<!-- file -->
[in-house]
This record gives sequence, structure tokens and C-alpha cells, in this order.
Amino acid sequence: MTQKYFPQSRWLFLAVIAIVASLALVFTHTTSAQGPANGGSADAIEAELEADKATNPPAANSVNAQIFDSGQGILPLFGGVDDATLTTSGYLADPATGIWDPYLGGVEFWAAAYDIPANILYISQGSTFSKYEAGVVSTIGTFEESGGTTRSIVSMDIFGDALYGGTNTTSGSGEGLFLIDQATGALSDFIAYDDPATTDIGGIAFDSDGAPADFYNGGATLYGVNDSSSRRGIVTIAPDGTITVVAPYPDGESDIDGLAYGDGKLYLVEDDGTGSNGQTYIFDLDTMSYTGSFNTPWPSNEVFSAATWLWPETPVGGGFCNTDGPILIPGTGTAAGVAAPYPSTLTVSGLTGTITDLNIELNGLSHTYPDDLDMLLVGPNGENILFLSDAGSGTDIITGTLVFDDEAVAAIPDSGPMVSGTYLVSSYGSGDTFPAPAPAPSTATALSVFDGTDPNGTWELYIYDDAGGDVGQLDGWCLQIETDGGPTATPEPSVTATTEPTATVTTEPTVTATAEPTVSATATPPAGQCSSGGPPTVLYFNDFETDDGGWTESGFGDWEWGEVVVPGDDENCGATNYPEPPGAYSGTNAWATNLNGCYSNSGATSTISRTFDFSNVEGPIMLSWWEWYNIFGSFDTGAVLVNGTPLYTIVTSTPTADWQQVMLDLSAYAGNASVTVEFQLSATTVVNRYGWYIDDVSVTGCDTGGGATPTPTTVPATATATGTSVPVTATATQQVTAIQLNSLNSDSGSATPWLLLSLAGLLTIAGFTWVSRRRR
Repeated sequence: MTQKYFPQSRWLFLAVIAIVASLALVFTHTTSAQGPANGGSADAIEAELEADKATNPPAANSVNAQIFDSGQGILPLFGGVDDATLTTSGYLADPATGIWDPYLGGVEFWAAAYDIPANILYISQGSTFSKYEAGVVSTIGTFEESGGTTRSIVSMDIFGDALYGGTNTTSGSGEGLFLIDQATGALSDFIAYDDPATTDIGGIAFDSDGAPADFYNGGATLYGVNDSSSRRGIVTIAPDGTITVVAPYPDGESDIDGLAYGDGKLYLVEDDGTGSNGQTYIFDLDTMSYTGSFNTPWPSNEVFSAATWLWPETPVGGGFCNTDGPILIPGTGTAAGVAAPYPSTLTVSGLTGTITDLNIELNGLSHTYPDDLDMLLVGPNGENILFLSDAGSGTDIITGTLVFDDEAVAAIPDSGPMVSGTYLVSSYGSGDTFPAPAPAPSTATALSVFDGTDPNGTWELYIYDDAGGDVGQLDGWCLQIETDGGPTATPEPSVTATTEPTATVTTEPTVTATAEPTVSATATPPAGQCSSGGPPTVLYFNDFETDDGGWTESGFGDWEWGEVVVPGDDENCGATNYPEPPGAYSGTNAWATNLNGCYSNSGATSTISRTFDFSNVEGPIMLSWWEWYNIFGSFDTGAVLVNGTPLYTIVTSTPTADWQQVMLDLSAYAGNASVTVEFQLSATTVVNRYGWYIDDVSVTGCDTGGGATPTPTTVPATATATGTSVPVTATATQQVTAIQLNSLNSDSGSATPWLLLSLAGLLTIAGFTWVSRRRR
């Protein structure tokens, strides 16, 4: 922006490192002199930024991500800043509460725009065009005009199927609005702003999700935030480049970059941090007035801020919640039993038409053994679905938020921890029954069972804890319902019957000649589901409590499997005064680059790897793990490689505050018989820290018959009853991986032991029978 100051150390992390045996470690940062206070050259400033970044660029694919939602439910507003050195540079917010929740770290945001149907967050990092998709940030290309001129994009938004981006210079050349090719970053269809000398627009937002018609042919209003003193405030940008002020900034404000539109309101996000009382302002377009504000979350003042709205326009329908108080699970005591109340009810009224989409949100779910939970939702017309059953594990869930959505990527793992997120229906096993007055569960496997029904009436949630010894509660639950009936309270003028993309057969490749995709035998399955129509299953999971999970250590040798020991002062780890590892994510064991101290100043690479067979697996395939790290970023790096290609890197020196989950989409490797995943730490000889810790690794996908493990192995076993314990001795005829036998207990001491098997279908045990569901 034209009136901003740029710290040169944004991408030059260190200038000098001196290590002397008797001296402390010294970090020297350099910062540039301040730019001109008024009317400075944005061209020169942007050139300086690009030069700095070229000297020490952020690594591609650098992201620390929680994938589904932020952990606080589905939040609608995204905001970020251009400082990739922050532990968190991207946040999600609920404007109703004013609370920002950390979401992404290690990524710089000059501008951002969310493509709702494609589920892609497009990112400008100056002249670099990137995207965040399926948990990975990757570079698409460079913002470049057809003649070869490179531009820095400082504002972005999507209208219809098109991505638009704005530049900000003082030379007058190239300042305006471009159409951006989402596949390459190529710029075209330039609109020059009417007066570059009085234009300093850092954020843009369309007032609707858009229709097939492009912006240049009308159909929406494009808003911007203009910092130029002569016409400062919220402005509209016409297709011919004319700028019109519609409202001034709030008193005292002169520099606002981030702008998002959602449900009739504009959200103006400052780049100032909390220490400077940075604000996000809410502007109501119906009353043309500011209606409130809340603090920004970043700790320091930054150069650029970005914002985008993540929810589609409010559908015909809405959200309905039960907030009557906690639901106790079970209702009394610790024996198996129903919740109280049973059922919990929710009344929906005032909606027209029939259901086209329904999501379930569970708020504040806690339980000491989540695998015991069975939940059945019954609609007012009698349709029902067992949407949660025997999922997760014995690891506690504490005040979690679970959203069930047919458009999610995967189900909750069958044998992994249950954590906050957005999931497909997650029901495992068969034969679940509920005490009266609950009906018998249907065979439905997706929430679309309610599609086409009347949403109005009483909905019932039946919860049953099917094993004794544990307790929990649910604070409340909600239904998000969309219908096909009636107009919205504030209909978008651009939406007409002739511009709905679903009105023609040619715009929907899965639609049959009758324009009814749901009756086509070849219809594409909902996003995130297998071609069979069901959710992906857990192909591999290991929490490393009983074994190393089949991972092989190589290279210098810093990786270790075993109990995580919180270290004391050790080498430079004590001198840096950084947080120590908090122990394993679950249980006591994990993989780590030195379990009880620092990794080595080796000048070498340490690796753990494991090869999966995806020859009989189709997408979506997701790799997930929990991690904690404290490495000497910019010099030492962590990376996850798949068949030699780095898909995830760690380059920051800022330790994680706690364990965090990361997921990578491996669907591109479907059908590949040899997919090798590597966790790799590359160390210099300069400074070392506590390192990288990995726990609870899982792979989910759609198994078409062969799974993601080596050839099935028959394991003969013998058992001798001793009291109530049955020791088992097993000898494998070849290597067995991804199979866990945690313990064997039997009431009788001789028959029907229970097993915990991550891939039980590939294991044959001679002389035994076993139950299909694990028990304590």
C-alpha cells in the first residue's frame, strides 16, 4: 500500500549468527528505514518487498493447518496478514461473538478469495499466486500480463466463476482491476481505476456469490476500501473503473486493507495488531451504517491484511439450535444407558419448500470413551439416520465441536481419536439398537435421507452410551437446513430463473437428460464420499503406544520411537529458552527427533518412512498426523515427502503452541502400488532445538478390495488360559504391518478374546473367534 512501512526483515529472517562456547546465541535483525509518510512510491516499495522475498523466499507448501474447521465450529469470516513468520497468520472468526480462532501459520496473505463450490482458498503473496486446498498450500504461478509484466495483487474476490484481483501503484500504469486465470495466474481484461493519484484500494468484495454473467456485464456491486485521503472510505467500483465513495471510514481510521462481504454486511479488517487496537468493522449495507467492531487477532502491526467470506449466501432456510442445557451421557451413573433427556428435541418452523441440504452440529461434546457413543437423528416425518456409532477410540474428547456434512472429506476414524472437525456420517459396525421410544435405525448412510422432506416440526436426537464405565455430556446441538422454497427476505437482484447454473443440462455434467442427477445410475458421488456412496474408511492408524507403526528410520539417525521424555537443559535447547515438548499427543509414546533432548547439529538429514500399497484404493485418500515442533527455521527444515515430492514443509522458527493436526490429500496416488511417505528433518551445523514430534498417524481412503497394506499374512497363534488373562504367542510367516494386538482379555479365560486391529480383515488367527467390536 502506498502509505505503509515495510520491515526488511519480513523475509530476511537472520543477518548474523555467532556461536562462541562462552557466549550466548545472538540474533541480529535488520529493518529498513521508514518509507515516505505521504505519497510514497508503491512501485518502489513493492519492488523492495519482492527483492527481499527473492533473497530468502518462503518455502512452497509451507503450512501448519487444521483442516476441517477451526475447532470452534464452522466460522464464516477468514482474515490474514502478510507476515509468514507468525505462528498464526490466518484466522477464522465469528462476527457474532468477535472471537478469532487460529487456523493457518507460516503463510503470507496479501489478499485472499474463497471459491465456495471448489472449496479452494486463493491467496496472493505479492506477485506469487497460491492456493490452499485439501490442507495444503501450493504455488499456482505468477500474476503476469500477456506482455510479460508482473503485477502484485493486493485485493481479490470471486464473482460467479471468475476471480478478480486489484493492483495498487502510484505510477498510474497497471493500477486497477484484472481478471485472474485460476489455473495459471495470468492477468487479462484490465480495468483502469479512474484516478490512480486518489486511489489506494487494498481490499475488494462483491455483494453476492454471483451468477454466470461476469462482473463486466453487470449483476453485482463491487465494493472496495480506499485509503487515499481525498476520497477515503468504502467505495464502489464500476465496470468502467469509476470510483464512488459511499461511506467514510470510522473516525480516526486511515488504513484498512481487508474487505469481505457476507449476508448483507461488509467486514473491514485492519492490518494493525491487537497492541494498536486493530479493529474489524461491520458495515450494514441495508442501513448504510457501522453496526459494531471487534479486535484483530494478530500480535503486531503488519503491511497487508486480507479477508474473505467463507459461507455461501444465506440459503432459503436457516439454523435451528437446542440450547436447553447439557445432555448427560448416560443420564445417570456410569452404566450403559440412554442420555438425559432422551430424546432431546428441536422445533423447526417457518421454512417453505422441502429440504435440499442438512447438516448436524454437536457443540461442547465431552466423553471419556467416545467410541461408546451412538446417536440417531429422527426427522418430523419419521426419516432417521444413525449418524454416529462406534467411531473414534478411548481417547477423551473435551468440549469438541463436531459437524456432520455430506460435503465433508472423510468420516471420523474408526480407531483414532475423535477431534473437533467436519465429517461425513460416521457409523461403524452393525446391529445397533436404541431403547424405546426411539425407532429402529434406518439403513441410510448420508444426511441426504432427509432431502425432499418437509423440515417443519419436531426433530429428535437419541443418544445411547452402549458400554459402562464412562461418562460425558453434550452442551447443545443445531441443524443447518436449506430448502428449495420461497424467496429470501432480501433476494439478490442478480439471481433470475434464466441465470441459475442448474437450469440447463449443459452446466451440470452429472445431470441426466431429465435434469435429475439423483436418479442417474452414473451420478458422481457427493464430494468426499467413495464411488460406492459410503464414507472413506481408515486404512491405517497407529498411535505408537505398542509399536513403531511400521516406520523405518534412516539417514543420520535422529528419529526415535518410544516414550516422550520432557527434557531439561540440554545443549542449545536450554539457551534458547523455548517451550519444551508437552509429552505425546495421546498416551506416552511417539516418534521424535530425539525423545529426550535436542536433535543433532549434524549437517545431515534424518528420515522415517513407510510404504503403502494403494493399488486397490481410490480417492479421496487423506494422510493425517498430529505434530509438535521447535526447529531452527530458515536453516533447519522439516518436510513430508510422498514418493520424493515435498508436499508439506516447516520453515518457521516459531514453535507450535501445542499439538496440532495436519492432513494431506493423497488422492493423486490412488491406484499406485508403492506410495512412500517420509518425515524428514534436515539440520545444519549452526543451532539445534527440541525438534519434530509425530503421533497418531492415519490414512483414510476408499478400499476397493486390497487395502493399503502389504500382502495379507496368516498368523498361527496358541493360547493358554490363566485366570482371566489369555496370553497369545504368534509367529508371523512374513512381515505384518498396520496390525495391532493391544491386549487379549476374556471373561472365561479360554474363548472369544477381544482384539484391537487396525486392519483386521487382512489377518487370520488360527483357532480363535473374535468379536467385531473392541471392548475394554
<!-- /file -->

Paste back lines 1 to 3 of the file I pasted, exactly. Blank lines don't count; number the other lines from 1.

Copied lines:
[in-house]
This record gives sequence, structure tokens and C-alpha cells, in this order.
Amino acid sequence: MTQKYFPQSRWLFLAVIAIVASLALVFTHTTSAQGPANGGSADAIEAELEADKATNPPAANSVNAQIFDSGQGILPLFGGVDDATLTTSGYLADPATGIWDPYLGGVEFWAAAYDIPANILYISQGSTFSKYEAGVVSTIGTFEESGGTTRSIVSMDIFGDALYGGTNTTSGSGEGLFLIDQATGALSDFIAYDDPATTDIGGIAFDSDGAPADFYNGGATLYGVNDSSSRRGIVTIAPDGTITVVAPYPDGESDIDGLAYGDGKLYLVEDDGTGSNGQTYIFDLDTMSYTGSFNTPWPSNEVFSAATWLWPETPVGGGFCNTDGPILIPGTGTAAGVAAPYPSTLTVSGLTGTITDLNIELNGLSHTYPDDLDMLLVGPNGENILFLSDAGSGTDIITGTLVFDDEAVAAIPDSGPMVSGTYLVSSYGSGDTFPAPAPAPSTATALSVFDGTDPNGTWELYIYDDAGGDVGQLDGWCLQIETDGGPTATPEPSVTATTEPTATVTTEPTVTATAEPTVSATATPPAGQCSSGGPPTVLYFNDFETDDGGWTESGFGDWEWGEVVVPGDDENCGATNYPEPPGAYSGTNAWATNLNGCYSNSGATSTISRTFDFSNVEGPIMLSWWEWYNIFGSFDTGAVLVNGTPLYTIVTSTPTADWQQVMLDLSAYAGNASVTVEFQLSATTVVNRYGWYIDDVSVTGCDTGGGATPTPTTVPATATATGTSVPVTATATQQVTAIQLNSLNSDSGSATPWLLLSLAGLLTIAGFTWVSRRRR